Sripathi and Nirmala, over the many years of their co-habitation are dulled to mostly friendly bickering. Arun is a continual disappointment to his father, for at 28, rather than engaging in a profession and marrying well, he lives a “hermit-like” existence. Working on a doctorate while engaging in protests and other things that are entirely mysterious to his father.

“What are you involved in now? Henh? Some other saving-the-world project? Why are you wasting your time trying to be a big hero instead of getting a job? Here I am, head full of grey hair, going to work everyday like an ox, and my son sits at home dreaming useless dreams.”

Putti is sweet, loving and badly misused by her mother. At 42, she laments the many suitors that have approached her mother and her brother over the years only to be dismissed on one pretext or another by Ammayya, who wants only to keep her daughter with her until she dies.

Into this quietly desperate family portrait, desolation is dropped. Maya, the beloved and brilliant daughter who went away to the United States, and her foreigner husband are killed in a car accident in distant Canada. In a desperate attempt to convince his daughter to abort what he sees as a social and spiritual suicide mission, Sripathi – in flashback – tells his daughter that if she insists on marrying the foreigner, she will never again be welcome in her father’s house. “If you persist on doing this foolish thing,” he shouts into the phone long distance, “never show your face in this house again. Never.” But never is a long time. Nine years later, Maya and her foreign husband are dead. Their 7-year-old daughter Nandana is alive and her grandfather takes her from Vancouver to a new life in India.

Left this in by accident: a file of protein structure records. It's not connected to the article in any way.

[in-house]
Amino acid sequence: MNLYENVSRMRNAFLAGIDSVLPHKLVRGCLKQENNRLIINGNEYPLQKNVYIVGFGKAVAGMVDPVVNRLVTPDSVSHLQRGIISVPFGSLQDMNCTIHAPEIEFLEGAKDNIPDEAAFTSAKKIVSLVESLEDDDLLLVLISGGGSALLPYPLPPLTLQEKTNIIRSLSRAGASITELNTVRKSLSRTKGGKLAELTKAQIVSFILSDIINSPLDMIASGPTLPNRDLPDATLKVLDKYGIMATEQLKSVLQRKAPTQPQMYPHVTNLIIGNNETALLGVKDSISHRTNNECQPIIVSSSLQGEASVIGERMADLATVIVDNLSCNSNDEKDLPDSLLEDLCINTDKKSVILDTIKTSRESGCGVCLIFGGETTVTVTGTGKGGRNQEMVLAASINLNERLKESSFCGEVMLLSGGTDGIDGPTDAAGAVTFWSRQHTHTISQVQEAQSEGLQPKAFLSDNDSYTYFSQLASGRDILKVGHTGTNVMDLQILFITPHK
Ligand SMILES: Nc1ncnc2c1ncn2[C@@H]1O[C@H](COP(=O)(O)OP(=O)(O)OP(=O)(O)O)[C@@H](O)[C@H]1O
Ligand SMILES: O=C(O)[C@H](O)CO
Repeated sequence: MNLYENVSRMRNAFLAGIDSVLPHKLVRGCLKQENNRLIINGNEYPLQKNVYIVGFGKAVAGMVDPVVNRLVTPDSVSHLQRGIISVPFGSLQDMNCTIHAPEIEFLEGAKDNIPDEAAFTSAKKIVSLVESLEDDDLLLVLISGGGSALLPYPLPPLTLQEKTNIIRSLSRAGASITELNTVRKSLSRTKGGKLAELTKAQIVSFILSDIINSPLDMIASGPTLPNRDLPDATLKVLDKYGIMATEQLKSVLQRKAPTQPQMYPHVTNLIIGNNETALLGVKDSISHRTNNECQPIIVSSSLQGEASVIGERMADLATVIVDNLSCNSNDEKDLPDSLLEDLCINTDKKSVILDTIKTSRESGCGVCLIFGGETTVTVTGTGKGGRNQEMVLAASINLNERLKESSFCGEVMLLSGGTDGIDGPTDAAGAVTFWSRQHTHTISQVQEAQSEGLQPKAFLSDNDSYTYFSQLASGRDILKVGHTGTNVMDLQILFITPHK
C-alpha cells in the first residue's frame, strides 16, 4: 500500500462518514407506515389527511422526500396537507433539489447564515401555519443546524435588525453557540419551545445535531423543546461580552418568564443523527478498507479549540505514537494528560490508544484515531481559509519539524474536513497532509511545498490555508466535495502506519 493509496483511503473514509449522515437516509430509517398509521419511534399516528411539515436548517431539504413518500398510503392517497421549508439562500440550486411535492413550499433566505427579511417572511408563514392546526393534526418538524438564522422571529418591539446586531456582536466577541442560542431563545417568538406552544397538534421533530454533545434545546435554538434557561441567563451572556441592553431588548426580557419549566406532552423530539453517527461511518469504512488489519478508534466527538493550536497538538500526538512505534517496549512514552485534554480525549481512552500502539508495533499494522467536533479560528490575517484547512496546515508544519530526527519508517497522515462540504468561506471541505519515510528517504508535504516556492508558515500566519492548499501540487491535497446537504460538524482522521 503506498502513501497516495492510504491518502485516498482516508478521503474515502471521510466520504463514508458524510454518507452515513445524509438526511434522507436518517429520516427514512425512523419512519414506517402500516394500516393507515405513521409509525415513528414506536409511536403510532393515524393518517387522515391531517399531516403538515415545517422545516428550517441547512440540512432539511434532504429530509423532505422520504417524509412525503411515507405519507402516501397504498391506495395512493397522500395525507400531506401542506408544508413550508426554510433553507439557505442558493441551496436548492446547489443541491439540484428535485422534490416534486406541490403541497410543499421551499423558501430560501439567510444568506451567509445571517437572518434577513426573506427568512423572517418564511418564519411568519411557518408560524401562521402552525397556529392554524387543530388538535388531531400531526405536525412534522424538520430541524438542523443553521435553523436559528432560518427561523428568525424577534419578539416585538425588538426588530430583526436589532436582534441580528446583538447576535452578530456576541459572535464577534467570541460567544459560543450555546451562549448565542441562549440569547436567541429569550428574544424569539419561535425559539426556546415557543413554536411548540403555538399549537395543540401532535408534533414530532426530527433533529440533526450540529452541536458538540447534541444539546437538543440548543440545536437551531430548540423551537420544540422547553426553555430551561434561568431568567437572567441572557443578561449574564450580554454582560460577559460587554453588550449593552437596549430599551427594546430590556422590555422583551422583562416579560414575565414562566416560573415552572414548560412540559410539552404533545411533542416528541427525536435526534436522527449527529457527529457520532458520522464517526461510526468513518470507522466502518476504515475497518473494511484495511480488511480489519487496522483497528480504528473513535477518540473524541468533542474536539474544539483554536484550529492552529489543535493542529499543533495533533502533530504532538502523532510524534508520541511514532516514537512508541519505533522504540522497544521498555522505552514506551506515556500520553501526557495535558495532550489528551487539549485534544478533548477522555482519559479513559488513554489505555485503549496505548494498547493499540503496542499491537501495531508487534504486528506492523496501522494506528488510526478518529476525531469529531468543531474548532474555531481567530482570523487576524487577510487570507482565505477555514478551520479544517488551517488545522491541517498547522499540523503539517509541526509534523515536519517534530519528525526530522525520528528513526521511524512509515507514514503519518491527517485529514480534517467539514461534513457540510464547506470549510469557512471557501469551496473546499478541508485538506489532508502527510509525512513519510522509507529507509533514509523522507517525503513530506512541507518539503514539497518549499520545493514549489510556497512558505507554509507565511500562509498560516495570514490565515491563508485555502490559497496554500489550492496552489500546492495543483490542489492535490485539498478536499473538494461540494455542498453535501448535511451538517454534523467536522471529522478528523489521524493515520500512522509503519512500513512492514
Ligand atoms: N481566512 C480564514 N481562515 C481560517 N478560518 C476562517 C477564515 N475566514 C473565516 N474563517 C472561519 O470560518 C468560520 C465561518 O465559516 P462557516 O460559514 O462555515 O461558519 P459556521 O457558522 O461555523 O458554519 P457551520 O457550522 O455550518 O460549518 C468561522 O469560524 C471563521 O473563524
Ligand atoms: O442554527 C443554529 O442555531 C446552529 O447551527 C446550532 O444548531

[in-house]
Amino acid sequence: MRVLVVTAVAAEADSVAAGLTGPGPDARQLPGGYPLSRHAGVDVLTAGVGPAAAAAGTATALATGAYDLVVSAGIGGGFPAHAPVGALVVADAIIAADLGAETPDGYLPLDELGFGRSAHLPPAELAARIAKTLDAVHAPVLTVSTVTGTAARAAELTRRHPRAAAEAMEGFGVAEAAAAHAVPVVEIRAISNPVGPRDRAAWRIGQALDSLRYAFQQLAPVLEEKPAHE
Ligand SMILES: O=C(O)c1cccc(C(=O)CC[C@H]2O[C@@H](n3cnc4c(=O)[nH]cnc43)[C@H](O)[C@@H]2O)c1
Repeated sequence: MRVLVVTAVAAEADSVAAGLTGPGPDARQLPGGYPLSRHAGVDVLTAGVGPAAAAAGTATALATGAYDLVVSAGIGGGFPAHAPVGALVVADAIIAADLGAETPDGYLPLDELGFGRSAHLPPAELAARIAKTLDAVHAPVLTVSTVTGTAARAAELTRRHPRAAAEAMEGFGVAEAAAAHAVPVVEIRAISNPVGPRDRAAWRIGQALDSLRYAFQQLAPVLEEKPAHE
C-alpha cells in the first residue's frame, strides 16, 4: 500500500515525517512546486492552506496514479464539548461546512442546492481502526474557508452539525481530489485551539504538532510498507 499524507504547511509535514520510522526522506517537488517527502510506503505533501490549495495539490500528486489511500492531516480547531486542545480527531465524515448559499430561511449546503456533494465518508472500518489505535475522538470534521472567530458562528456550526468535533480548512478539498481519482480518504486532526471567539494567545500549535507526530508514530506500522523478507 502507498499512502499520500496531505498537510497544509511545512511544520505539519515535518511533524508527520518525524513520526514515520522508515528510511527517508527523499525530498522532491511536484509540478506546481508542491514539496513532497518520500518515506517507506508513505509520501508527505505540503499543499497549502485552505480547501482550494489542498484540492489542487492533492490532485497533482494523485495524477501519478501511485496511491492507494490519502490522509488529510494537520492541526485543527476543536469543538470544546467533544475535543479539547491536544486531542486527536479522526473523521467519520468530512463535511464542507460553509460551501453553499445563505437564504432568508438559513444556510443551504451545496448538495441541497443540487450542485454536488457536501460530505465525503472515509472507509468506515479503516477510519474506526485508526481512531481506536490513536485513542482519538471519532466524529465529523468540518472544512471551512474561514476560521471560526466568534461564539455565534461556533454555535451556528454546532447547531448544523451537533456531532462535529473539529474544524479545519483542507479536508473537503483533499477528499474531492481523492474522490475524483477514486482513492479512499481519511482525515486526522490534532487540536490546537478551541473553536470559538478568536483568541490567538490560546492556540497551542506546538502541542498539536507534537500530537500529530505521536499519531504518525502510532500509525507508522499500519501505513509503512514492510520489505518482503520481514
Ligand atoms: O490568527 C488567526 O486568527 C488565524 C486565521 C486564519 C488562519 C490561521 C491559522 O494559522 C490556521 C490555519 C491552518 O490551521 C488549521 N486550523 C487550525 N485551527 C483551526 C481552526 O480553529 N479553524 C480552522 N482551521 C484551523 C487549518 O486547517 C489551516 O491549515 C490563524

Although the story is compelling, Badami succeeds even more in her lush evocations of Indian life. She finds a wicked absurdity in the traditions of India, though the comedy masks larger, much more pervasive social conflicts. Relating the story of Sripathi’s birth and his parents’ high expectations of him, Badami tells of the visit of the astrologer whose predictions of grandeur Indian parents so desperately cling to

“He shuffled his feet and became ingratiating – a signal for his clients to pay him for his services. The priest found it demeaning to ask for money for himself … After all, he was a Brahmin, not a trader-caste fellow who had no shame asking for this and that.”